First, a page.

Direct surface-enhanced Raman scattering (SERS) spectroscopy of nucleic acids: from fundamental studies to real-life applications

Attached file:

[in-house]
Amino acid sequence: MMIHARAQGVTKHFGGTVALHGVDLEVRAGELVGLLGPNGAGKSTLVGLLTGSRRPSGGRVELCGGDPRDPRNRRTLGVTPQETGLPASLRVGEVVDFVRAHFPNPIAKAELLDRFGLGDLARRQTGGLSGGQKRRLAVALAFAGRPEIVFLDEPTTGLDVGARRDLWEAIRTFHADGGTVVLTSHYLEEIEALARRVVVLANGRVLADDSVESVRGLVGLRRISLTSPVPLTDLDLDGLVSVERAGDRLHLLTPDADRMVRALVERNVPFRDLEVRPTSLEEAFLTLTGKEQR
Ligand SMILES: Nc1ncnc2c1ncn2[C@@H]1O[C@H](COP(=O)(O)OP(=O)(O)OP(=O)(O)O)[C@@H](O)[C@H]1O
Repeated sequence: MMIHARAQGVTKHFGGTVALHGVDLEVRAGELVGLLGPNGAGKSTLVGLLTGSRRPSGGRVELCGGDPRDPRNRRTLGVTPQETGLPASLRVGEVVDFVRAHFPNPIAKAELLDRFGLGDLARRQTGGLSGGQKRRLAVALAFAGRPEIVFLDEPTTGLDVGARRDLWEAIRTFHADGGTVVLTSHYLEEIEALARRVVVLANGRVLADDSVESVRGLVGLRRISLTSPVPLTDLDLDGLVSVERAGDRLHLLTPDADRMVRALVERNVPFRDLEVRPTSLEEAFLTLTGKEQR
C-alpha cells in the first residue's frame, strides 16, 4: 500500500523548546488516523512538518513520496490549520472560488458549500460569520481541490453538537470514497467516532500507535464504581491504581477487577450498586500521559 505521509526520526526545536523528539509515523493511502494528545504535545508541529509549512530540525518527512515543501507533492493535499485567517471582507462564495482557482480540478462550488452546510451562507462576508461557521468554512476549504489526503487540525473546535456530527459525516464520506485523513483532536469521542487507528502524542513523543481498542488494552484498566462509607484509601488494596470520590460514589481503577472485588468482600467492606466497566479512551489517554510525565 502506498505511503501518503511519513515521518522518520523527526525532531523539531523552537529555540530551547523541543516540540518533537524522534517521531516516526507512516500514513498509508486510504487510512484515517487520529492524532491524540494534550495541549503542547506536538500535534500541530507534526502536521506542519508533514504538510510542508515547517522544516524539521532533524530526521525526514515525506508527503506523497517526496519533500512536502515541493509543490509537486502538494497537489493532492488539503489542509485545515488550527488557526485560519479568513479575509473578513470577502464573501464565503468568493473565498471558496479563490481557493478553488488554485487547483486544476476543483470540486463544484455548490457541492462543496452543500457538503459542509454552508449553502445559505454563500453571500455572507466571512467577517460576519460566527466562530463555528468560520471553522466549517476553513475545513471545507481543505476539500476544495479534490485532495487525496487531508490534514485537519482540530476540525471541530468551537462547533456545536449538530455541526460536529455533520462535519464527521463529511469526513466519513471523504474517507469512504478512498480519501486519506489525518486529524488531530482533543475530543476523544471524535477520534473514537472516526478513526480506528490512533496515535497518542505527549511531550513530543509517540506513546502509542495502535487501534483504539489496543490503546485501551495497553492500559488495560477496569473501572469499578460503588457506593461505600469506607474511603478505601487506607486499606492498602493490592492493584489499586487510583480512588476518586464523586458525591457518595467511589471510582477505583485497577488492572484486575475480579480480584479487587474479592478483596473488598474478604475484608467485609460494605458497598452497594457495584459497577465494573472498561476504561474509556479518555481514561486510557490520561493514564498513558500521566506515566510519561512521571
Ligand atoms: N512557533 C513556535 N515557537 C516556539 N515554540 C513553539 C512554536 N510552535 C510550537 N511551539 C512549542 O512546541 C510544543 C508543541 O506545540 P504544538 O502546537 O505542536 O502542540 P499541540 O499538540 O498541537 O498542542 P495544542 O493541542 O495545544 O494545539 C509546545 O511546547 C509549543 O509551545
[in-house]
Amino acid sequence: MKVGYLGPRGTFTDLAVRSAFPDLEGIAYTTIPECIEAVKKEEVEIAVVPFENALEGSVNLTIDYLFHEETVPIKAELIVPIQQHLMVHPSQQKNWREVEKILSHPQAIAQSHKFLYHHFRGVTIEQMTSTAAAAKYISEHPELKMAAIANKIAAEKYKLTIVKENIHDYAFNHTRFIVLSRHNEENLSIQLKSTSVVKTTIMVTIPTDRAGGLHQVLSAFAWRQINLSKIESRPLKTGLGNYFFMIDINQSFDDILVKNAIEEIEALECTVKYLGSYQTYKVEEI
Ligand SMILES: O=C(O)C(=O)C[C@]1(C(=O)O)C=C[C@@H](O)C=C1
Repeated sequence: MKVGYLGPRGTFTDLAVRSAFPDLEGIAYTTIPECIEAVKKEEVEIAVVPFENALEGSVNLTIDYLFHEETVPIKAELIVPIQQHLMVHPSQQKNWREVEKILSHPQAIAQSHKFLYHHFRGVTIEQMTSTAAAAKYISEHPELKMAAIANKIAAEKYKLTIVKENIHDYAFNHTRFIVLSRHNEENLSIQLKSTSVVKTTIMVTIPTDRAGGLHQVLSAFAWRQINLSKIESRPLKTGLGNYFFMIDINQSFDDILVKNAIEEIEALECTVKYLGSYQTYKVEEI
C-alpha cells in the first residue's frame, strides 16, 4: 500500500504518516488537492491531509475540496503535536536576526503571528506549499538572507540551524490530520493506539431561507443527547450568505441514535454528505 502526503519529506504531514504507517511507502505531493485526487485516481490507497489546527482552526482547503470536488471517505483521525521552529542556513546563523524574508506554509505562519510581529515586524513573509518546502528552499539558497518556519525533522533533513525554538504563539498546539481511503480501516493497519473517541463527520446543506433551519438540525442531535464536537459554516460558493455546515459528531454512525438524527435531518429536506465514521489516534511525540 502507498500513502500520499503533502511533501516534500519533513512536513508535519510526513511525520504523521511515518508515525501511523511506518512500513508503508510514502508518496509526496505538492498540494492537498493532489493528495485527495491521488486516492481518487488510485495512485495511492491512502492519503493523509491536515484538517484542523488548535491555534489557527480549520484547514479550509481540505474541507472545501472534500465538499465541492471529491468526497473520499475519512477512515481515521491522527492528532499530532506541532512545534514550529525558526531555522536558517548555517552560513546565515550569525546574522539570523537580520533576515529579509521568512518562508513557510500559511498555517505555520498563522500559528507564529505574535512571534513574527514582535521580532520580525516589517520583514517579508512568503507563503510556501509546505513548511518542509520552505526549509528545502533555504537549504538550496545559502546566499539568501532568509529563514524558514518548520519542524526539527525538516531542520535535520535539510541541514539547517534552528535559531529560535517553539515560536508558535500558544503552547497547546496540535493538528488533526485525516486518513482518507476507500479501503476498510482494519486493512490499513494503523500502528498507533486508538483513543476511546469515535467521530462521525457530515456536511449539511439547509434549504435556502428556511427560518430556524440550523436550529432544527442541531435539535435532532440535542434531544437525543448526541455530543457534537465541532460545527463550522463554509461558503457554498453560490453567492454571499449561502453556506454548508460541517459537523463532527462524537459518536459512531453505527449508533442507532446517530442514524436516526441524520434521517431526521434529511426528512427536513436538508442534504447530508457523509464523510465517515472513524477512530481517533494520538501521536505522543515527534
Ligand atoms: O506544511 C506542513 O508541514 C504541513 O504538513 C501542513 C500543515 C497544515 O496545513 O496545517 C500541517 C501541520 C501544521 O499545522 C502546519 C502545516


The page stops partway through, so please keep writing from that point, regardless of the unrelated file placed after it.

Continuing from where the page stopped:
Plasmonic optical biosensors for the analysis of nucleic acids have drawn a great deal of interest in nanomedicine because of their capability to overcome major limitations of conventional methods. Within this realm, surface-enhanced Raman scattering (SERS)-based sensing is progressively emerging as a powerful analytical tool beyond the basic grounds of academia to viable commercial products. SERS benefits from the synergistic combination between the intrinsic structural specificity and experimental flexibility of Raman spectroscopy, the extremely high sensitivity provided by plasmonic nanomaterials, and the tremendous advances in nanofabrication techniques and spectroscopic instrumentation. SERS application to nucleic acids analysis has been largely restricted to indirect sensing approaches, where a SERS reporter and oligonucleotide ligands are typically combined onto the nanomaterials to enable extrinsic detection of the target sequences. On the other hand, the acquisition of the intrinsic SERS vibrational fingerprint of nucleic acids (direct sensing) has traditionally suffered from major limitations. However, recent years have witnessed a burst of interest in this area, largely driven by the efforts to address key reproducibility and sensitivity issues. In this tutorial review, we summarize and discuss the most recent cutting-edge research in the field of direct SERS sensing of nucleic acids by coherently organising the diverse data reported in the literature in a structurally logical fashion.